Islamabad's tightrope walking

Islamabad's tightrope walking

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Pakistan's balancing strategy is in a quagmire due to the increasing strategic competition between China and the United States. As a result, it is walking on a tightrope while sustaining its strategic partnership with Beijing and keeping its connectivity with Washington on a positive trajectory. Indeed, in this transforming global geopolitics and increasing domestic economic vulnerabilities, Islamabad needs to act diplomatically, intelligently, and strategically very calculated.

President Dr. Arif Alvi opined on November 17, that the great powers should shun destructive security paradigms and work for an international order based on rules, morality and ethics. Besides, he expressed Islamabad’s desire to strike a chord of friendship and cooperation with New Delhi. However, the trends in the global and South Asian strategic environment are not conducive to a peaceful world order.  

The great powers and regional strategic competitors' defense policies reveal that they have been advancing their military arsenals instead of diverting resources towards socio-economic development, which is imperative for creating a better world. They are increasing their warfighting capabilities, including the modernization of lethal nuclear weapons, instead of sincerely addressing the global economic recession and pandemic crises. Indeed, this trend in international politics is not ignorable by the politically embattled Pakistani ruling elite struggling to alleviate its fast-deteriorating economy.

Last month, the Biden Administration declassified four important policy documents containing its strategic vision to guard the United States' national interest and preserve its primacy in transforming global politics. The critical examination of these documents reveals that the People's Republic of China (PRC) is the United States' most consequential strategic competitor for the coming decades. Accordingly, India is a natural defense partner to contain China and ensure free and open access to the Indian Ocean region.

The trends in the global and South Asian strategic environment are not conducive to a peaceful world order.

Dr. Zafar Nawaz Jaspal

The increasing strategic competition between the PRC and the US, and the active involvement of India as a strategic partner of the latter in the Indian Ocean Region directly influences the strategic environment of Pakistan. It hardened Islamabad's balancing strategy with the Great Powers and ensured its sovereign existence in South Asia.  

Once again, the ongoing protracted asymmetrical warfare in Ukraine drew strategic analysts' attention toward the European strategic environment. They have been alarmed about the Kremlin's assertive military posture and manoeuvres in the European neighborhood. Besides, President Putin's threatening nuclear rhetoric has increased the fear of nuclear exchanges between Russia and NATO on the European continent. These developments entailed conclusions that the new cold war arena would be Euro-Atlantic.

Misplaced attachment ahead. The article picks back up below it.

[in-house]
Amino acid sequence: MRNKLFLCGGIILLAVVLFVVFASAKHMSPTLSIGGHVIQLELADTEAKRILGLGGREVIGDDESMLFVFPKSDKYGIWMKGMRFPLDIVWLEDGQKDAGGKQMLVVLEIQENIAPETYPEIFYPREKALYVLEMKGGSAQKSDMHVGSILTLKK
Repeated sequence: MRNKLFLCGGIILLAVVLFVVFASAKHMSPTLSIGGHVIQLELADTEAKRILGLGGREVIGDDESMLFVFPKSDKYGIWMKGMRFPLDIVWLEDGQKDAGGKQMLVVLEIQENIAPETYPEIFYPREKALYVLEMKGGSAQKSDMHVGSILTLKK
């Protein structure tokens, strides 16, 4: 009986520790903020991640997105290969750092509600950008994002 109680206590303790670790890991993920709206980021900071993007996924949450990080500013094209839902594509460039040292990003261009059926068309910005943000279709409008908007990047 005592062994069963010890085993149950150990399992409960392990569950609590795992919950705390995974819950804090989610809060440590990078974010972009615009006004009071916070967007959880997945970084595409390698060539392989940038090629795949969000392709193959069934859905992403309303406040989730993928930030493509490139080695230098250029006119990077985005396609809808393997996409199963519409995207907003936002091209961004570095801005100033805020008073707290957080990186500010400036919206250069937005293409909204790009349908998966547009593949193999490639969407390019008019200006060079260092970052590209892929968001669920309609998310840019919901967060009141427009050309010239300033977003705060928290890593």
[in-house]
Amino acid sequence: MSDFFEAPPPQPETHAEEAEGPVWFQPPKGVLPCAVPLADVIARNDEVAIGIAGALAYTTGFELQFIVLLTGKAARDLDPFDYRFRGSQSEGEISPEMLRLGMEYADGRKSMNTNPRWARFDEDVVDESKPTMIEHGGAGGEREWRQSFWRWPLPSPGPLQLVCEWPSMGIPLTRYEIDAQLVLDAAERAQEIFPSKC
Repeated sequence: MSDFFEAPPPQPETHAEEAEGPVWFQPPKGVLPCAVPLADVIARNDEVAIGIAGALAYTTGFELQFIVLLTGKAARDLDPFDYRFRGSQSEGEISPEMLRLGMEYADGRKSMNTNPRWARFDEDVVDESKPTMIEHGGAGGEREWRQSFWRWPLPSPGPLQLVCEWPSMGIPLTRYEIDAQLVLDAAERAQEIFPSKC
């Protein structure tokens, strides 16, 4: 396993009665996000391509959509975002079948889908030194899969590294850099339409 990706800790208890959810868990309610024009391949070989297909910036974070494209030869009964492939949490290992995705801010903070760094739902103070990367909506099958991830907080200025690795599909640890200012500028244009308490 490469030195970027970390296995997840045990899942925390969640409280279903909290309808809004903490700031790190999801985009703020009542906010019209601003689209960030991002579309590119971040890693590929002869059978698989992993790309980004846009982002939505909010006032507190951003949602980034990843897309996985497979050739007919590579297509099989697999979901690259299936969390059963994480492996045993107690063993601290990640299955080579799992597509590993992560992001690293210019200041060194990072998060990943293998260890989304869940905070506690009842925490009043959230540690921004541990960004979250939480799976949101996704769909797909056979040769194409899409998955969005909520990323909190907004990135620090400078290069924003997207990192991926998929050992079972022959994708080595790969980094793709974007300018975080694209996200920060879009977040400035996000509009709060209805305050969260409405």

However, the Biden administration's strategic vision quashed the perceptions about the shift in US foreign and strategic policy. Instead, it reiterated the American strategic enclave's three decades of strategic competitor prophecy, articulated excellently by Huntington's 'Clash of Civilizations' thesis. Hence, Asia, particularly the Indian Ocean, remains the 21st century's strategic riddle, consequently curbing Pakistan's desire to stay out of the alliance politics at the regional strategic chessboard.

The Biden-Xi meeting on November 14 in Bali, Indonesia, germinated a meek optimism that Washington and Beijing's strategic competition will not descend Asia-Pacific into the scourge of war. However, both sides' mega investments in the armed forces modernization and divergent global and regional strategic outlook alarm that their unrestrained competition could veer into conflict. For instance, during the recent China's 20th Party Congress proceedings, President Xi, while painting the darkest picture of China’s external threats, promised to increase further the quantity and quality of the country's defense production. As a result, the probability exists that he could move to retake Taiwan during his third term, provoking a full-fledged war between China and the United States.

The Bali meeting underscored that the United States and China could manage the competition responsibly while maintaining open lines of communication. Besides, they could work together to mitigate the effects of transnational challenges—such as climate change and global macroeconomic stability, including debt relief, health security, and global food security. Moreover, Beijing and Washington seem to prefer detente instead of war. Hence, optimism about preventing a new cold war between China and the United States is germinating.

The Chinese and the American ruling elite's realization that unbridled tension spoiled their political and economic advantages created a space for Islamabad’s balancing approach to its external relations. Therefore, it is appropriate that Pakistan pursues an austere bilateralism methodology in its engagement with China and the United States.

- Dr. Zafar Nawaz Jaspal is an Islamabad-based analyst and professor at the School of Politics and International Relations, Quaid-i-Azam University. E-mail: [email protected] Twitter: @zafar_jaspal

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